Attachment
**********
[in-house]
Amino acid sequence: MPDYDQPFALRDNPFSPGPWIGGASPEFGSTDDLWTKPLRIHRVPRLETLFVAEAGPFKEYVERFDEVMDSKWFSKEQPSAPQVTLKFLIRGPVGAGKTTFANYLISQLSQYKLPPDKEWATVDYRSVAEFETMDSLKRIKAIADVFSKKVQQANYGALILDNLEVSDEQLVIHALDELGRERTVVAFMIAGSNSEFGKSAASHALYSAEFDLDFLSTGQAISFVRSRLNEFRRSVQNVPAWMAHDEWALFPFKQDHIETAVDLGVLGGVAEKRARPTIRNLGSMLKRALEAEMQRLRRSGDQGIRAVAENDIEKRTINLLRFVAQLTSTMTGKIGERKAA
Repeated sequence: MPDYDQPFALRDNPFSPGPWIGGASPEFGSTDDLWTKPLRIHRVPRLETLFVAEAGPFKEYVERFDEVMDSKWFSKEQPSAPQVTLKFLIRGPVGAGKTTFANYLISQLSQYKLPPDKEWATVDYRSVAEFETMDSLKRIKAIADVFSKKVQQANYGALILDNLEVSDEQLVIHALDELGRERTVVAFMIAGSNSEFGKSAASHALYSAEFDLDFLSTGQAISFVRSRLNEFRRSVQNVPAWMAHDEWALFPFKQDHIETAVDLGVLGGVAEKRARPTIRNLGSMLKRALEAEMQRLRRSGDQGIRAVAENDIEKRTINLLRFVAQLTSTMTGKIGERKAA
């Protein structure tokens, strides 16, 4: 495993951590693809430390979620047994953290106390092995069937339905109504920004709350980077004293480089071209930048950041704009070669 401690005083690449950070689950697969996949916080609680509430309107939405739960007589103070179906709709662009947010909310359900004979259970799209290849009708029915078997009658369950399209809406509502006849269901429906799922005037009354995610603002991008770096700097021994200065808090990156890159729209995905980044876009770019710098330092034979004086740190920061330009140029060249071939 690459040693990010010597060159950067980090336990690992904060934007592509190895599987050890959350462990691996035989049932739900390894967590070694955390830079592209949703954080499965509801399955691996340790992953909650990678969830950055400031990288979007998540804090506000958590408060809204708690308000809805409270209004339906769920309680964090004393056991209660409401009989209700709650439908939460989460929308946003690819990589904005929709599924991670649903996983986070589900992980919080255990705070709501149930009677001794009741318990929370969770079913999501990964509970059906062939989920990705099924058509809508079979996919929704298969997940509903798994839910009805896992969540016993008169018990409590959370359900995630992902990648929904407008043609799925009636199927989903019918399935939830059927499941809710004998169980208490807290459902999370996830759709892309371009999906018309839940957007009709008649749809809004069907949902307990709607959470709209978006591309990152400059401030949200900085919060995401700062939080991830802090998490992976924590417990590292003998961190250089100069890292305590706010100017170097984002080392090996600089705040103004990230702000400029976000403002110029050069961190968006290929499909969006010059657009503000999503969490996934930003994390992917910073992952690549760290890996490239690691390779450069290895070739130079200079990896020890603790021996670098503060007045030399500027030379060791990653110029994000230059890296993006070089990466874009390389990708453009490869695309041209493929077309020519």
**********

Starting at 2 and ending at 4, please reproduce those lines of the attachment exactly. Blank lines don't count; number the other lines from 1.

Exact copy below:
Amino acid sequence: MPDYDQPFALRDNPFSPGPWIGGASPEFGSTDDLWTKPLRIHRVPRLETLFVAEAGPFKEYVERFDEVMDSKWFSKEQPSAPQVTLKFLIRGPVGAGKTTFANYLISQLSQYKLPPDKEWATVDYRSVAEFETMDSLKRIKAIADVFSKKVQQANYGALILDNLEVSDEQLVIHALDELGRERTVVAFMIAGSNSEFGKSAASHALYSAEFDLDFLSTGQAISFVRSRLNEFRRSVQNVPAWMAHDEWALFPFKQDHIETAVDLGVLGGVAEKRARPTIRNLGSMLKRALEAEMQRLRRSGDQGIRAVAENDIEKRTINLLRFVAQLTSTMTGKIGERKAA
Repeated sequence: MPDYDQPFALRDNPFSPGPWIGGASPEFGSTDDLWTKPLRIHRVPRLETLFVAEAGPFKEYVERFDEVMDSKWFSKEQPSAPQVTLKFLIRGPVGAGKTTFANYLISQLSQYKLPPDKEWATVDYRSVAEFETMDSLKRIKAIADVFSKKVQQANYGALILDNLEVSDEQLVIHALDELGRERTVVAFMIAGSNSEFGKSAASHALYSAEFDLDFLSTGQAISFVRSRLNEFRRSVQNVPAWMAHDEWALFPFKQDHIETAVDLGVLGGVAEKRARPTIRNLGSMLKRALEAEMQRLRRSGDQGIRAVAENDIEKRTINLLRFVAQLTSTMTGKIGERKAA
């Protein structure tokens, strides 16, 4: 495993951590693809430390979620047994953290106390092995069937339905109504920004709350980077004293480089071209930048950041704009070669 401690005083690449950070689950697969996949916080609680509430309107939405739960007589103070179906709709662009947010909310359900004979259970799209290849009708029915078997009658369950399209809406509502006849269901429906799922005037009354995610603002991008770096700097021994200065808090990156890159729209995905980044876009770019710098330092034979004086740190920061330009140029060249071939 690459040693990010010597060159950067980090336990690992904060934007592509190895599987050890959350462990691996035989049932739900390894967590070694955390830079592209949703954080499965509801399955691996340790992953909650990678969830950055400031990288979007998540804090506000958590408060809204708690308000809805409270209004339906769920309680964090004393056991209660409401009989209700709650439908939460989460929308946003690819990589904005929709599924991670649903996983986070589900992980919080255990705070709501149930009677001794009741318990929370969770079913999501990964509970059906062939989920990705099924058509809508079979996919929704298969997940509903798994839910009805896992969540016993008169018990409590959370359900995630992902990648929904407008043609799925009636199927989903019918399935939830059927499941809710004998169980208490807290459902999370996830759709892309371009999906018309839940957007009709008649749809809004069907949902307990709607959470709209978006591309990152400059401030949200900085919060995401700062939080991830802090998490992976924590417990590292003998961190250089100069890292305590706010100017170097984002080392090996600089705040103004990230702000400029976000403002110029050069961190968006290929499909969006010059657009503000999503969490996934930003994390992917910073992952690549760290890996490239690691390779450069290895070739130079200079990896020890603790021996670098503060007045030399500027030379060791990653110029994000230059890296993006070089990466874009390389990708453009490869695309041209493929077309020519």